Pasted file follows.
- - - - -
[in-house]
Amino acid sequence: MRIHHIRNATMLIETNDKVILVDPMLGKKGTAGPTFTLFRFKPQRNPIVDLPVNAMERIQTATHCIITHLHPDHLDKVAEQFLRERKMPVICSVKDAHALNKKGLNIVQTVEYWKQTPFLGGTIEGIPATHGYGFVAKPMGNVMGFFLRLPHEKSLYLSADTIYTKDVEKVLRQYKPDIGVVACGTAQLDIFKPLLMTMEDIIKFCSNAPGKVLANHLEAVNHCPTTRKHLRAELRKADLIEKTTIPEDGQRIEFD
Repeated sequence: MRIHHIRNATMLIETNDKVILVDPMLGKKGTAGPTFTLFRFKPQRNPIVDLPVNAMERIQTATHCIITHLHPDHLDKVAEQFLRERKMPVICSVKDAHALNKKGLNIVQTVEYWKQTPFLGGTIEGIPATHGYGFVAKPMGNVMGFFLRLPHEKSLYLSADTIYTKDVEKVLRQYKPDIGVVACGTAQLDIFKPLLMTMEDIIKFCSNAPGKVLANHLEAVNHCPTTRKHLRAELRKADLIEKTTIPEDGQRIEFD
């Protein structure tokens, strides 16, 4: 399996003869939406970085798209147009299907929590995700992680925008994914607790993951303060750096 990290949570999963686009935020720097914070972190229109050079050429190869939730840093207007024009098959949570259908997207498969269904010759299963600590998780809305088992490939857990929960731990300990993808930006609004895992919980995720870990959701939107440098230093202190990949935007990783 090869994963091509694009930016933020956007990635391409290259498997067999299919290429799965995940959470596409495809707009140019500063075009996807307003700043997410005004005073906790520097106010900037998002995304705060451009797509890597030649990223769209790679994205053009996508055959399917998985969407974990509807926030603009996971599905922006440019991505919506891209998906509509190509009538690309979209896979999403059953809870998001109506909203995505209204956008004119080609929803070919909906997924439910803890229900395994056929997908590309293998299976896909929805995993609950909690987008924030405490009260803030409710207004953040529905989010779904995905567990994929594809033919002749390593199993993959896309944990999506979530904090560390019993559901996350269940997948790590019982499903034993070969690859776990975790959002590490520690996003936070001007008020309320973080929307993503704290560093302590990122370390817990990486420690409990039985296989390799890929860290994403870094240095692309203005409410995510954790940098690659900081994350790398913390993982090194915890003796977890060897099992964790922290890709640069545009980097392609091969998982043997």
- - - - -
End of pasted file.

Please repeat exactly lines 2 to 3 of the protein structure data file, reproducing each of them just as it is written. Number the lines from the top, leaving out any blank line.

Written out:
Amino acid sequence: MRIHHIRNATMLIETNDKVILVDPMLGKKGTAGPTFTLFRFKPQRNPIVDLPVNAMERIQTATHCIITHLHPDHLDKVAEQFLRERKMPVICSVKDAHALNKKGLNIVQTVEYWKQTPFLGGTIEGIPATHGYGFVAKPMGNVMGFFLRLPHEKSLYLSADTIYTKDVEKVLRQYKPDIGVVACGTAQLDIFKPLLMTMEDIIKFCSNAPGKVLANHLEAVNHCPTTRKHLRAELRKADLIEKTTIPEDGQRIEFD
Repeated sequence: MRIHHIRNATMLIETNDKVILVDPMLGKKGTAGPTFTLFRFKPQRNPIVDLPVNAMERIQTATHCIITHLHPDHLDKVAEQFLRERKMPVICSVKDAHALNKKGLNIVQTVEYWKQTPFLGGTIEGIPATHGYGFVAKPMGNVMGFFLRLPHEKSLYLSADTIYTKDVEKVLRQYKPDIGVVACGTAQLDIFKPLLMTMEDIIKFCSNAPGKVLANHLEAVNHCPTTRKHLRAELRKADLIEKTTIPEDGQRIEFD